Q&A: What's Behind JCB's Drive to New Hydrogen-Powered Engine?

JCB hydrogen refueling truck and hydrogen backhoe prototype

JCB’s road to alternative fuel has led the company to develop a hydrogen-powered engine that it says is capable of zero emissions while providing the power to meet the needs of the construction and agricultural industries.

Equipment World sat down with Tim Burnhope, chief innovation and growth officer for JCB, who detailed the company’s journey to the hydrogen-powered engine and its potential impact on the marketplace.

EQUIPMENT WORLD: Can you provide us some background on JCB’s move toward hydrogen power?

Burnhope: At JCB, we are passionate about offering a zero emissions solution for the industry. Our chairman, Lord Bamford, challenged our development team to provide a power solution to the industry that is affordable and can be easily adopted. We started by looking at battery electric product, and we have seven fantastic products already out in the field. But these products tend to work in urban environments. When we take them out of the city,  we can end up potentially charging them with existing diesel generators. We needed a technology that was more mobile. And our customers like the freedom to be able to use the machines for as many hours as they need to suit the job that is applicable. So we started to look at different fuels.

During our research, we kept narrowing it down to hydrogen. At the time, the only solution at the time was the hydrogen fuel cell. We built a fuel cell excavator, and it was a great machine. But we concluded that it was just too expensive and too complicated for the markets we serve. Fuel cells are very expensive; the technology is still immature, and the supply chain is still small. And the technology is difficult to service in the environments where our equipment works.

The other concern had to do with the market. Our industry is based on the ability to sell machines for a second and third life. Residual values for construction equipment especially tends to be very good. People seem to be very nervous to try and sell fuel cell products, or even some battery products, to second or third life without the fuel cell being replaced, or without the batteries being replaced.

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We needed something that operated in much the same way as diesel engines work today. So we thought, "Why can’t we put hydrogen into a into a combustion engine and make it work?" That challenged us to create the hydrogen fuel engine. An engine that takes hydrogen as its fuel and operates in much the same way as a diesel engine, with the benefits of zero emissions.

{Related Content: JCB Unveils New Hydrogen Combustion Engine for its Equipment}

EQUIPMENT WORLD: What will be some of the challenges you will face as you start to roll out the hydrogen engine to your customer base?

Burnhope: We've shown this technology to our customers, and they get really excited about hydrogen combustion because they see the machine as being normal to the operator and normal to service. They feel very comfortable with the machine.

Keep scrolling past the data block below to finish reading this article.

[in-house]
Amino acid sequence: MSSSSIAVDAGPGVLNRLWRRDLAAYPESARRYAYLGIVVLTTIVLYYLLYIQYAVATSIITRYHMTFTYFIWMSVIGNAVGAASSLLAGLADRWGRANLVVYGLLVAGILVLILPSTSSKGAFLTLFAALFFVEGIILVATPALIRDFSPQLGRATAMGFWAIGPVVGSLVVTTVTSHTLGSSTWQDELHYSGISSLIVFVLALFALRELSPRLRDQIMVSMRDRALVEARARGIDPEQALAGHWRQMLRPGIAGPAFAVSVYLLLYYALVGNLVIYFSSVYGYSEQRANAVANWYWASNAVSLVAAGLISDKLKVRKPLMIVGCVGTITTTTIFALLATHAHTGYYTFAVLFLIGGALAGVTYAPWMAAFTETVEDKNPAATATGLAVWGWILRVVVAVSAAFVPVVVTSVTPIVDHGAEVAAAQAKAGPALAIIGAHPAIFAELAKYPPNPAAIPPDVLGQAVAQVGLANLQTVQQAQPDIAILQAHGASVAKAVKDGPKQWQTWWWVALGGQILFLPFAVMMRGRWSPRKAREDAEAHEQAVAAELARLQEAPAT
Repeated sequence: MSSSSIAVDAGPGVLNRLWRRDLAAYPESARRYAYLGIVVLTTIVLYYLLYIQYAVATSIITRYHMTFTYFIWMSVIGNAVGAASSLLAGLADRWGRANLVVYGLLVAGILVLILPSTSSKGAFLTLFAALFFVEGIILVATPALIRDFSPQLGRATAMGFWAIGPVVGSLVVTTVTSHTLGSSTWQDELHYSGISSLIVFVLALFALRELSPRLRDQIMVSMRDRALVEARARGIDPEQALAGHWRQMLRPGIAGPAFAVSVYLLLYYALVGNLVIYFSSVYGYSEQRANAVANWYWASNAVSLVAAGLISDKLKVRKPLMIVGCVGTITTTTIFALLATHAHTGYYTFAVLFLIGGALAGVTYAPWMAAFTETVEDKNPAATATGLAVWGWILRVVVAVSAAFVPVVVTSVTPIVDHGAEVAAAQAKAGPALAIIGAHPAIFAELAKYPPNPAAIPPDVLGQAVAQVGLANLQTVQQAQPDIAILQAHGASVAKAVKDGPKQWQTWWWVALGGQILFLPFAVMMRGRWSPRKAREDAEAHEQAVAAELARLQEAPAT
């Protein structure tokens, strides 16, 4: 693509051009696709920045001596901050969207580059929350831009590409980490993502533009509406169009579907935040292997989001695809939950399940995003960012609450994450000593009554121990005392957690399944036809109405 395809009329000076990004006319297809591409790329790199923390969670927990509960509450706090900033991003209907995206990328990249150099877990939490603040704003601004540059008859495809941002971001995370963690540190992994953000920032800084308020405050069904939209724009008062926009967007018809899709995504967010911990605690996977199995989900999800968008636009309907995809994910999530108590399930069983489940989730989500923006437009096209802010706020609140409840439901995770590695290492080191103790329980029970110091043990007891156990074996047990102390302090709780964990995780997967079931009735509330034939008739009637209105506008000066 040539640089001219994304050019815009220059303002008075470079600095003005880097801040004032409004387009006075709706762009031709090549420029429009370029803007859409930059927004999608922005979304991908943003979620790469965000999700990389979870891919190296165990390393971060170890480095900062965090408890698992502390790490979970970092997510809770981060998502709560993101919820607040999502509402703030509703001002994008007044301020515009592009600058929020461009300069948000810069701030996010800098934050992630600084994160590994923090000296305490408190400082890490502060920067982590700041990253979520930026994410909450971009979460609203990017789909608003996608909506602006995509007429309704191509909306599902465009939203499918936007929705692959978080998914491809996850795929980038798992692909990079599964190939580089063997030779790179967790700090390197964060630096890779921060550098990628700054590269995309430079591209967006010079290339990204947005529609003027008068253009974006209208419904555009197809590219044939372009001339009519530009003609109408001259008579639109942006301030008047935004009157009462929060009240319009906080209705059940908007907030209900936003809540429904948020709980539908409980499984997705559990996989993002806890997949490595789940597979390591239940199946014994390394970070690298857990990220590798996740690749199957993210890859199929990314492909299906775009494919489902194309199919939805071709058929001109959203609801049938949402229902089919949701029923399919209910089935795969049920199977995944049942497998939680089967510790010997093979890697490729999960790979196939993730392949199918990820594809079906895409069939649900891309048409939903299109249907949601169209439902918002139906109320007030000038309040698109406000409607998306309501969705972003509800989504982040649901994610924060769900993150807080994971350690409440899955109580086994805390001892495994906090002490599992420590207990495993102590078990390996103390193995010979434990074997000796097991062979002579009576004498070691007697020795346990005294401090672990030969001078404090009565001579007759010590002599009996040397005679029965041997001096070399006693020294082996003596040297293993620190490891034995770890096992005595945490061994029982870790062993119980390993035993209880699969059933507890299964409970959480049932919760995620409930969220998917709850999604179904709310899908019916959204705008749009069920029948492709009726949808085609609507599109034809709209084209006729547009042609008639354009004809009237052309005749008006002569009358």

The main challenge will be hydrogen supply. We are seeing tremendous investment in getting the hydrogen supply chain established, including hubs to produce hydrogen. That is incredibly exciting to see, and we think that will be a challenge we can overcome.

We also are working to ensure that equipment can be refueled on site. We now have a mobile hydrogen bowser (tanker) that can refuel hydrogen equipment on a job site or can be used to refuel rental equipment. If you have 50 machines on a site, you can have a hydrogen bowser that goes around and refills products. Or if you're a rental company, you can have hydrogen delivered to your depot. And then you can use either a pickup or a pickup and a trailer or a small truck to transport hydrogen to remote sites where you maybe just have one or two machines working. We are showing how the logistics of hydrogen fuel will work. It’s actually very similar as it is today. It's just using gas tanks instead of traditional liquid tanks.

{Related Content: JCB: Hydrogen Combustion Engines – Not Fuel Cells – are the Future}

EQUIPMENT WORLD: Can you compare/contrast the hydrogen engine to a diesel engine?

Burnhope: The bottom 70 percent of the hydrogen engine, from the block down, is nearly identical to deliver the same torque and performance. The top 30 percent is new and our hydrogen combustion solution. In the past, people have tried to convert engines by trying to put hydrogen into an engine. But the parameters of using hydrogen in that engine would cause the engine to be inefficient, because the fuel would be too rich. We went back to the first principles to be able to learn how to combust hydrogen in the perfect way. We’re working at low temperatures and low pressure, which gives us an incredibly clean combustion process. We refined the engine to give us the same torque and the same efficiency. Now, machine performance is identical.

EQUIPMENT WORLD: You still offer electric equipment. Is the bottom line to use the technology where it best fits the equipment and job?

Burnhope: Yes. We continue to see customer demand for electric machines where they are used in an urban environment and where they have access to electrical charging points and connections. But we see hydrogen as a way to power our larger equipment with zero emissions. A net carbon solution is what we are after.

{Related Content: JCB: Large Battery-Powered Equipment "Just Isn't Practical"}

EQUIPMENT WORLD: JCB offers its current engines to other manufacturers. Do you see hydrogen engine technology being offered to other manufacturers?

Burnhope: We will continue to work with partners to establish hydrogen engine technology. We see this technology as not only a benefit to JCB, but to the industry as a whole.